Childhood wheeze phenotypes show less than expected growth in FEV1 across adolescence

Caroline J Lodge, Adrian J Lowe, Katrina J Allen, Sophie Zaloumis, Lyle C Gurrin, Melanie C Matheson, Christine Axelrad, Liam Welsh, Catherine Bennett, John L Hopper, Paul S Thomas, David J Hill, Clifford S Hosking, Cecilie Svanes, Michael John Abramson, Shyamali C Dharmage

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Abstract. Rationale: Better characterization of childhood wheeze phenotypes using newer statistical methods provides a basis for addressing the heterogeneity of childhood asthma. Outcomes of these phenotypes beyond childhood are unknown. Objectives: To determine if adolescent respiratory symptoms, lung function and changes in lung function over adolescence differ by childhood wheeze phenotypes defined through Latent Class Analysis. Methods: A prospective birth cohort (Melbourne Atopy Cohort Study) followed 620 high allergy-risk children, recording respiratory symptoms and spirometry at 12 and 18 years. Regression analyses identified relationships between wheeze phenotypes (Never/Infrequent ; Early Transient ; Early Persistent ; Intermediate Onset ; Late Onset ) and: lung function, change in lung function (12-18yrs), respiratory symptoms, and asthma. Baseline : Never/Infrequent wheeze. Measurements and Main Results: Deficits in expected growth of lung function, measured by change in pre-bronchodilator Forced Expiratory Volume over 1 second (FEV1) between 12 and 18 years were found for: Early Persistent (reduced 290mls; 95 CI 82,498); Intermediate Onset (reduced 210mls; 62,359); and Late Onset wheeze; (reduced 255mls; 69,442 ). Intermediate Onset wheezers had persistent FEV1 deficit post bronchodilator at 18 years (reduced 198mls; 46,350). Current asthma risk was increased for all phenotypes except Early Transient, which was also not associated with lung function deficits at 12 or 18 years. Conclusions: Persistent wheeze phenotypes in childhood were associated with reduced growth in pre-bronchodilator FEV1 over adolescence. Intermediate Onset wheezers showed irreversible airflow limitation by 18 years. Conversely, Early Transient wheeze was a benign condition with no sequelae for respiratory health by age 18.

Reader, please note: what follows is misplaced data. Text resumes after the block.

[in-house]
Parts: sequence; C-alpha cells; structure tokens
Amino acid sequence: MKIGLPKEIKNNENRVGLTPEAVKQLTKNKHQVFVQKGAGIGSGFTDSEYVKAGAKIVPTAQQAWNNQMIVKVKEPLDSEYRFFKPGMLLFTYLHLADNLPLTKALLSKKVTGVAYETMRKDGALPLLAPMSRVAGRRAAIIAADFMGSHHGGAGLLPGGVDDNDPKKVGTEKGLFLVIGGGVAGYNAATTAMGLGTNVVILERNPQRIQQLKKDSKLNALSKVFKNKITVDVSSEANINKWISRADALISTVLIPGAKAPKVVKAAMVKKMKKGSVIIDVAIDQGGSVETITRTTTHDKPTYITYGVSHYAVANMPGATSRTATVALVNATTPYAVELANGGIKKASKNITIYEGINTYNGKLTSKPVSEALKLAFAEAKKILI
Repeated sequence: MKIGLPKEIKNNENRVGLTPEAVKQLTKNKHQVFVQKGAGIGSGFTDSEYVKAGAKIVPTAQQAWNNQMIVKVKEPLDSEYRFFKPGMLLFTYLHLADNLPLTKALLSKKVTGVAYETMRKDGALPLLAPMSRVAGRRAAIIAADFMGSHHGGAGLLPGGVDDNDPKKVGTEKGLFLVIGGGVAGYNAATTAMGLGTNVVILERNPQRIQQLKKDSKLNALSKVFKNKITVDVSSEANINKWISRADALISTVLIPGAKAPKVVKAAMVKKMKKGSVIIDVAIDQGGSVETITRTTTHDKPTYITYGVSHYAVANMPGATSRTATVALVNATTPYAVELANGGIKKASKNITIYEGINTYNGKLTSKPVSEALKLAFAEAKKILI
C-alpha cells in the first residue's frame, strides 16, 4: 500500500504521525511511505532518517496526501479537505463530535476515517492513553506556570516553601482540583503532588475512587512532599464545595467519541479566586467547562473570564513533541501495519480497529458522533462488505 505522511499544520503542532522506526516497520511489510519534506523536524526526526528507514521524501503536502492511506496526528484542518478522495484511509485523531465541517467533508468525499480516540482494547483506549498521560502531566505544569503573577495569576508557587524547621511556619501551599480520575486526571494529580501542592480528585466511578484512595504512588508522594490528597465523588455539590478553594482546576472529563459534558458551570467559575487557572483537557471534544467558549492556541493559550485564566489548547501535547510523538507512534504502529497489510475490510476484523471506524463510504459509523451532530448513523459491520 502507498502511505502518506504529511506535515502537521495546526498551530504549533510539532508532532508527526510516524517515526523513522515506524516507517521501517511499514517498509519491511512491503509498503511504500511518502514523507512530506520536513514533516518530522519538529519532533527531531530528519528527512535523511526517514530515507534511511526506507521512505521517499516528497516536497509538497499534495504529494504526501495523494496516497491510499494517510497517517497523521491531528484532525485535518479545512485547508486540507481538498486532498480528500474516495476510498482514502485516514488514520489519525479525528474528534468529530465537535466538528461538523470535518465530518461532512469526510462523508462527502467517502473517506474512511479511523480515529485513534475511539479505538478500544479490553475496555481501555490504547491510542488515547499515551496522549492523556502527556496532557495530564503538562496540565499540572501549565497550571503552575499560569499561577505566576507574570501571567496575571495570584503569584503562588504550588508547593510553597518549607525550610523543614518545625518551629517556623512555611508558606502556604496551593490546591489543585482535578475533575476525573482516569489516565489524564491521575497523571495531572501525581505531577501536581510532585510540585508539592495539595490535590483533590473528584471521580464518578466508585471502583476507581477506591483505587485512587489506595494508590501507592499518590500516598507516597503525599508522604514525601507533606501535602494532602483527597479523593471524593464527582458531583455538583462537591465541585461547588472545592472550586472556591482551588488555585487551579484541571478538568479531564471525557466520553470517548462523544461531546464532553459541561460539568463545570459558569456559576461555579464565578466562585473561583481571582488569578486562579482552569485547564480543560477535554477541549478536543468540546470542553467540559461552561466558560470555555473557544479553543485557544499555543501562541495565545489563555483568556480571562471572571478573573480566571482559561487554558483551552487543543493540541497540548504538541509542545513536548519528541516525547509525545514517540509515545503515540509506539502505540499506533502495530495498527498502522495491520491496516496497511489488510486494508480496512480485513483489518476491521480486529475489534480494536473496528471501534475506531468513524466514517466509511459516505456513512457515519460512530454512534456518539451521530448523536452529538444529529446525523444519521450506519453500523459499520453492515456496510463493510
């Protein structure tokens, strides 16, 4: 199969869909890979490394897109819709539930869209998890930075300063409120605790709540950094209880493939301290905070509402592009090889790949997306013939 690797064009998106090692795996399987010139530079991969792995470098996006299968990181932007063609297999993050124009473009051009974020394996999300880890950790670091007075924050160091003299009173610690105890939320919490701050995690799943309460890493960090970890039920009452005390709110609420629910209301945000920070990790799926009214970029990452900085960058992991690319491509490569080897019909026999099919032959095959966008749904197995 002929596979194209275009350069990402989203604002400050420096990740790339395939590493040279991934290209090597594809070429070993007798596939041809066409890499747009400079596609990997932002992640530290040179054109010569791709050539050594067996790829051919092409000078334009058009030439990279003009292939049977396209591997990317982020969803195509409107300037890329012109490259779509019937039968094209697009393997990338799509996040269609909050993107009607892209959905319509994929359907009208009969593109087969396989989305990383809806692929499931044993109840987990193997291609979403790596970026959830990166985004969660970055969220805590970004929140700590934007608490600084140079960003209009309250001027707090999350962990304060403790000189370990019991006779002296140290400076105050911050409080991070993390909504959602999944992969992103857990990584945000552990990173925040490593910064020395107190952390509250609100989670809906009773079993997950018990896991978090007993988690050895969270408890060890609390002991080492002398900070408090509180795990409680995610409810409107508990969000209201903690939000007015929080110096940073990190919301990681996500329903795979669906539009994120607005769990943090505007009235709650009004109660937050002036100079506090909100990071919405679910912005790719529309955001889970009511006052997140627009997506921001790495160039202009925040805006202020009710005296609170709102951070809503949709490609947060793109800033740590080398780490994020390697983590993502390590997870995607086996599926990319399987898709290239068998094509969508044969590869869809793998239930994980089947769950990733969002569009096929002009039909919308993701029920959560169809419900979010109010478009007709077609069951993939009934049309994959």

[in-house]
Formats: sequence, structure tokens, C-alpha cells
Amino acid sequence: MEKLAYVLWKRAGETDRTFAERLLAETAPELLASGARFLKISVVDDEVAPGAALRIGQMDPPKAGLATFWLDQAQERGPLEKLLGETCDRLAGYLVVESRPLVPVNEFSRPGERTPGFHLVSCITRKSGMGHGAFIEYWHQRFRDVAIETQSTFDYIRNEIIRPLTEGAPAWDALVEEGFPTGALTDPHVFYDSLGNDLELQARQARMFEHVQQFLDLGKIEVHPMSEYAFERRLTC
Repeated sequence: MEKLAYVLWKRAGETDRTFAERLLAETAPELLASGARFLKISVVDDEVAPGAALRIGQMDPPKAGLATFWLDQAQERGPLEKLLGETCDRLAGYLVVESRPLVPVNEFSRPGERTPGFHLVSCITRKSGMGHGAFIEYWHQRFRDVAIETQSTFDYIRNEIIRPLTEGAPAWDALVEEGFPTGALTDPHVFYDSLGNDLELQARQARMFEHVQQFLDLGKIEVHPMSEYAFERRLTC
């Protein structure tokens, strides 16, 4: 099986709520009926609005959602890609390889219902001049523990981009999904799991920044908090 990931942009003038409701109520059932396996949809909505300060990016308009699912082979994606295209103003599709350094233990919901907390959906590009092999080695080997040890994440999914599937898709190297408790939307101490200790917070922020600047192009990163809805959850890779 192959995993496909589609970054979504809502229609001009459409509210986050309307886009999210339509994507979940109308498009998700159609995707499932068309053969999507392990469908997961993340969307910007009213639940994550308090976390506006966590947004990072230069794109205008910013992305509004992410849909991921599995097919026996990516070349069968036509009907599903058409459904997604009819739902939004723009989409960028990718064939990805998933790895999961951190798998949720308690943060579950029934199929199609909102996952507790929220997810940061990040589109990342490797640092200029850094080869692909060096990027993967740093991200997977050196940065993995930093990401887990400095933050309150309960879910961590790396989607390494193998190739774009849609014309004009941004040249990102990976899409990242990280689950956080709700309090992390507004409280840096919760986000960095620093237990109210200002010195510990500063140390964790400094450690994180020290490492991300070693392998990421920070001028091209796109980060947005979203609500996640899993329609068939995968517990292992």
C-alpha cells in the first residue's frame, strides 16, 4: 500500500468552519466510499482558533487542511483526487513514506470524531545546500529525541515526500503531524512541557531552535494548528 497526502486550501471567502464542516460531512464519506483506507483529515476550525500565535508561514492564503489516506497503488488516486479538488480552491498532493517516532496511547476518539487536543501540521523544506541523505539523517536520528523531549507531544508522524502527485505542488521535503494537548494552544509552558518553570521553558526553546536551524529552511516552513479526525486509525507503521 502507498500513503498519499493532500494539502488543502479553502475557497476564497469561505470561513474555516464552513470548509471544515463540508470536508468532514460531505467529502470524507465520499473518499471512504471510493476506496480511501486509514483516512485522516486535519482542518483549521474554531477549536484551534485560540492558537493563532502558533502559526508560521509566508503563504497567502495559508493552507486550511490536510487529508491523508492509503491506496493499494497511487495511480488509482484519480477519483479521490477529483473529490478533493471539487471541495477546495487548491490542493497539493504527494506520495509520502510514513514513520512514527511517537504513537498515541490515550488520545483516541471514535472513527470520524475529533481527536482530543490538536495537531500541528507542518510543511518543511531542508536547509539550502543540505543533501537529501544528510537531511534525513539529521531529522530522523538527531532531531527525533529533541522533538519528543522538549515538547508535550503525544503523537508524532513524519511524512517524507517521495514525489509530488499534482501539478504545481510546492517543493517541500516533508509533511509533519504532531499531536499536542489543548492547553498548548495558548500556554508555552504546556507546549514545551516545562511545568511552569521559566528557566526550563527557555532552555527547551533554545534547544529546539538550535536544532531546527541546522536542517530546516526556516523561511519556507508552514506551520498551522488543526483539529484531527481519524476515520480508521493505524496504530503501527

Original languageEnglish
Pages (from-to)1351 - 1358
Number of pages8
JournalAmerican Journal of Respiratory and Critical Care Medicine
Issue number11
Publication statusPublished - 2014

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Lodge, C. J., Lowe, A. J., Allen, K. J., Zaloumis, S., Gurrin, L. C., Matheson, M. C., Axelrad, C., Welsh, L., Bennett, C., Hopper, J. L., Thomas, P. S., Hill, D. J., Hosking, C. S., Svanes, C., Abramson, M. J., & Dharmage, S. C. (2014). Childhood wheeze phenotypes show less than expected growth in FEV1 across adolescence. American Journal of Respiratory and Critical Care Medicine, 189(11), 1351 - 1358.